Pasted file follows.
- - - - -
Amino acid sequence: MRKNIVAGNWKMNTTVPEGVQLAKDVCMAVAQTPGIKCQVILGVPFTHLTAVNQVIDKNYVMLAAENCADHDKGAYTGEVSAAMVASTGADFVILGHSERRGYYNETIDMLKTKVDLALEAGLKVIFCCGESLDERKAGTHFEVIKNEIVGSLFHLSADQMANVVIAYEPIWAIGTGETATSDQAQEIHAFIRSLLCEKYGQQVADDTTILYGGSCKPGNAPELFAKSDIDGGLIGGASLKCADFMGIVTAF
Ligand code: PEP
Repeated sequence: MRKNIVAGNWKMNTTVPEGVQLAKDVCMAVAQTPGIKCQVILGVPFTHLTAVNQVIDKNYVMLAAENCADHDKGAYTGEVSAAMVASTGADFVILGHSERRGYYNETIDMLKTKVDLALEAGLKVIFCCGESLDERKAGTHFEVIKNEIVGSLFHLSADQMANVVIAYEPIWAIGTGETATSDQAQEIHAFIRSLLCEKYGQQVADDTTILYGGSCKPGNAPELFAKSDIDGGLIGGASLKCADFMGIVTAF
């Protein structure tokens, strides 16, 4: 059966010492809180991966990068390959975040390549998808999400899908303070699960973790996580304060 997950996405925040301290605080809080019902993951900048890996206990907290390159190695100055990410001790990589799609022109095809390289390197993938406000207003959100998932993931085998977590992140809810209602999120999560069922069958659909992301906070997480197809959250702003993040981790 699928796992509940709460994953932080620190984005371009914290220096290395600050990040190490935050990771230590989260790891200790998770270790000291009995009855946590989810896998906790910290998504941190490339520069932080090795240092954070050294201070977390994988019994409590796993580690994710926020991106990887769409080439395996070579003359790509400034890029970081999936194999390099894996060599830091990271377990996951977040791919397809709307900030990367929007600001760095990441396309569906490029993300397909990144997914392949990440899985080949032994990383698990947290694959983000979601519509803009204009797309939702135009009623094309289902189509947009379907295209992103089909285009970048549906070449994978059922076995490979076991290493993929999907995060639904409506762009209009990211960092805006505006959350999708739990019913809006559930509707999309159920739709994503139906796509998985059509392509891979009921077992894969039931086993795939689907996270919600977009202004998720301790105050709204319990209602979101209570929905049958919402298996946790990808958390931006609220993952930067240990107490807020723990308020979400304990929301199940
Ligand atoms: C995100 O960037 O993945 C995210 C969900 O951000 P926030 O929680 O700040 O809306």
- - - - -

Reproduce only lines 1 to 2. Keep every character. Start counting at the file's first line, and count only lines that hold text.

Amino acid sequence: MRKNIVAGNWKMNTTVPEGVQLAKDVCMAVAQTPGIKCQVILGVPFTHLTAVNQVIDKNYVMLAAENCADHDKGAYTGEVSAAMVASTGADFVILGHSERRGYYNETIDMLKTKVDLALEAGLKVIFCCGESLDERKAGTHFEVIKNEIVGSLFHLSADQMANVVIAYEPIWAIGTGETATSDQAQEIHAFIRSLLCEKYGQQVADDTTILYGGSCKPGNAPELFAKSDIDGGLIGGASLKCADFMGIVTAF
Ligand code: PEP